I'm more interested in the platform regarding moving away from carbon fuels and towards renewables.  The DNC can take donations from murderers, rapists and child predator for all I care as long as they have a good platform.

 You also have to consider the influence of donors on how a platform is implemented.


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Sweetsnuggles

https://www.nytimes.com/interactive/2018/08/01/magazine/climate-change-losing-earth.html?action=click&contentCollection=magazine®ion=supplemental&module=undefined&contentPlacement=2&pgtype=sectionfront


This is a long read, but very worthwhile.  Before reading this I did not know how long ago our leading scientists figured out the link between carbon emissions and rising temperatures.  This article makes it clear how our leaders, both Democrat and Republican,  have truly failed us. 


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paulsurovell

More details on the DNC decision to reverse its decision to reject fossil fuel donations:

https://theintercept.com/2018/08/13/dnc-fossil-fuel-donations-climate-change/


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drummerboy

I thought this might be an apropos time to resurrect this thread.

As Florence approaches the east coast, there are two other storms right behind it.

Between the possible intensity of Florence when it hits, and the two storms behind it (3 active hurricanes in the Atlantic is a rarity. Only 2 are hurricanes at this point.) we may be seeing once again an effect of climate change.

Time (and not much of it) will tell.





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Alex
drummerboy said:
I thought this might be an apropos time to resurrect this thread.
As Florence approaches the east coast, there are two other storms right behind it.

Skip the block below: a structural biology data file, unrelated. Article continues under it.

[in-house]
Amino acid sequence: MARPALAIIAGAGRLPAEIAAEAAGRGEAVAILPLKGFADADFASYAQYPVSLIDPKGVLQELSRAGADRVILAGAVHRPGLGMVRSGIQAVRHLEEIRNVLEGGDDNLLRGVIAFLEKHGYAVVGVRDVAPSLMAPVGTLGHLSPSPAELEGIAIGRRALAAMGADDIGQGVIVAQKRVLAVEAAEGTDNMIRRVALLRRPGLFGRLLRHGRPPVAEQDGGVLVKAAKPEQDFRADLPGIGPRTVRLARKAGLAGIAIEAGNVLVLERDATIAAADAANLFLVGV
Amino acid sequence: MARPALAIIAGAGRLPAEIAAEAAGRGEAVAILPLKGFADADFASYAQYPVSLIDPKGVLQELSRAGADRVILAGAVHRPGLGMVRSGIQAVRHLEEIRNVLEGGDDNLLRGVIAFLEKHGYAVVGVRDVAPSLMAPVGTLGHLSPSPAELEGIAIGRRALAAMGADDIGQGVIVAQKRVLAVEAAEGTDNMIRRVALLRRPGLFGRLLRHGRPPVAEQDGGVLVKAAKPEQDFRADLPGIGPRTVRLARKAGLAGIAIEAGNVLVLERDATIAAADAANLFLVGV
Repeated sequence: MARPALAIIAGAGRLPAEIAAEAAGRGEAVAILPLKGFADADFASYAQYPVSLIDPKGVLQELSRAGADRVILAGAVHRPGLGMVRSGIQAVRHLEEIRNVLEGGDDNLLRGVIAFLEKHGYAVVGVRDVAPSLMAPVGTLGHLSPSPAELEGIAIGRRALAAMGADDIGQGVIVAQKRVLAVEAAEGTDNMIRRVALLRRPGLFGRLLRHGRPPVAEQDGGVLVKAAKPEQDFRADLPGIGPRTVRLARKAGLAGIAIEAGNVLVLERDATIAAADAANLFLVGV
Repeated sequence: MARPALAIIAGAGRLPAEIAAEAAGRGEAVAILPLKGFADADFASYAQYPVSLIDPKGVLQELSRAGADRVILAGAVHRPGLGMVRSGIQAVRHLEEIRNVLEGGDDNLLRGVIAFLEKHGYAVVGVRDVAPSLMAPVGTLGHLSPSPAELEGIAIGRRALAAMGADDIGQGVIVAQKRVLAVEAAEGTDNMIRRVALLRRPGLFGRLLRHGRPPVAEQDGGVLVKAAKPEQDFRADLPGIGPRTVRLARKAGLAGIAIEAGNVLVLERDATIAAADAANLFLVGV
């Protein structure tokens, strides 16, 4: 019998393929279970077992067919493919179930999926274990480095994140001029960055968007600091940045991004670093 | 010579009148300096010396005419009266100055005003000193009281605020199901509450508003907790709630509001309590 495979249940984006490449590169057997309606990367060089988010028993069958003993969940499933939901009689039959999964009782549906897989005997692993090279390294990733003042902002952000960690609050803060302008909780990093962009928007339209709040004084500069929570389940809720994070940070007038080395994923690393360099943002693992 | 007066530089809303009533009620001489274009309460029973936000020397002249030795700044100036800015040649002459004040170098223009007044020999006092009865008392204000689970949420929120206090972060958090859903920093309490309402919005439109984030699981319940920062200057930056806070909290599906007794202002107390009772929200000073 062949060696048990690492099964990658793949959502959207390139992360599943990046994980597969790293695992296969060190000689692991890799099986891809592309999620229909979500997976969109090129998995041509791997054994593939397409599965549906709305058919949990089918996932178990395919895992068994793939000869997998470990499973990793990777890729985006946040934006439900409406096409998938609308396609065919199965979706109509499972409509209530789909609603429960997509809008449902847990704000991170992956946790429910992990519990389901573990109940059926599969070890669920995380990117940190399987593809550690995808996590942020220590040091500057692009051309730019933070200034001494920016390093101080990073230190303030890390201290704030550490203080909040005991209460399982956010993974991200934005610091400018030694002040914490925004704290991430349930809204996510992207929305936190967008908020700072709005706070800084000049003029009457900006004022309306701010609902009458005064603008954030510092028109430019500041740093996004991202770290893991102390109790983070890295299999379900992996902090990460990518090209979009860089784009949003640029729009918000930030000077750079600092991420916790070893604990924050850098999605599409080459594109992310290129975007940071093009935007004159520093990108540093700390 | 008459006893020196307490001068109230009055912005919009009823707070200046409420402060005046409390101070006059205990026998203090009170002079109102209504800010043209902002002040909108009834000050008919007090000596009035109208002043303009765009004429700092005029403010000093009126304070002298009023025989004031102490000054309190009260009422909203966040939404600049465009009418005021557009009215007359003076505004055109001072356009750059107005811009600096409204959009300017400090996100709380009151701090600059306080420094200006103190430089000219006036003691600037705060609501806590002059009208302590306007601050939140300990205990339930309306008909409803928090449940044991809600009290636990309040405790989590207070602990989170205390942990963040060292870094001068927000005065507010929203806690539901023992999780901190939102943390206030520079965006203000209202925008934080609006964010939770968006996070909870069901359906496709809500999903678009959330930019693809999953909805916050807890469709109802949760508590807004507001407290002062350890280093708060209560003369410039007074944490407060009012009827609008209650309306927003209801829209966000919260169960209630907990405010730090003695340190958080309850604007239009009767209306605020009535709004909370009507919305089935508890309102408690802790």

Between the possible intensity of Florence when it hits, and the two storms behind it (3 active hurricanes in the Atlantic is a rarity. Only 2 are hurricanes at this point.) we may be seeing once again an effect of climate change.
Time (and not much of it) will tell.







 Nope.


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drummerboy

Well, that was expected. Because, you know, how can you ever prove the cause of single events?

Should we ever talk about the likelihood of a single event being caused by GW?


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Alex

Do you really want to play this game? The information you provided about the "rarity" of three concurrent Atlantic Tropical cyclones is patently incorrect. Its not uncommon. You're just suddenly paying attention.


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Alex

And before we go any further here, I'll say the same thing I said last year when this question was raised: I don't deny anthropogenic climate change or the potential impacts that it causes. What I deny are people like you who feel that they are all of a sudden experts on the subject.


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Alex

And for the record: yes, we have lost the battle. But this is not the evidence that should be used to argue that.


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BG9
WxNut2.0 said:
Do you really want to play this game? The information you provided about the "rarity" of three concurrent Atlantic Tropical cyclones is patently incorrect. Its not uncommon. You're just suddenly paying attention.

Before the Internet we were blissfully unaware of most hurricanes.

Only when we read in newspapers or were told on the news of the imminent arrival of one near our shores. We knew nothing of the many hurricanes parading the Atlantic.

Now, thank you Internet, we can see them all in graphic detail.


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tjohn
WxNut2.0 said:
And for the record: yes, we have lost the battle. But this is not the evidence that should be used to argue that.

 I don't like saying we have lost the battle since there is still a need for us to become carbon neutral even if we are going to experience the consequences of not being carbon neutral for the last 300 years or so.


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drummerboy
WxNut2.0 said:
Do you really want to play this game? The information you provided about the "rarity" of three concurrent Atlantic Tropical cyclones is patently incorrect. Its not uncommon. You're just suddenly paying attention.

 As I said, the rarity is having 3 concurrent hurricanes. That is not "normal".  Show me numbers to prove me wrong.

https://www.cnn.com/2017/09/06/americas/three-hurricanes-atlantic-basin/index.html



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drummerboy
WxNut2.0 said:
And for the record: yes, we have lost the battle. But this is not the evidence that should be used to argue that.

 And what is?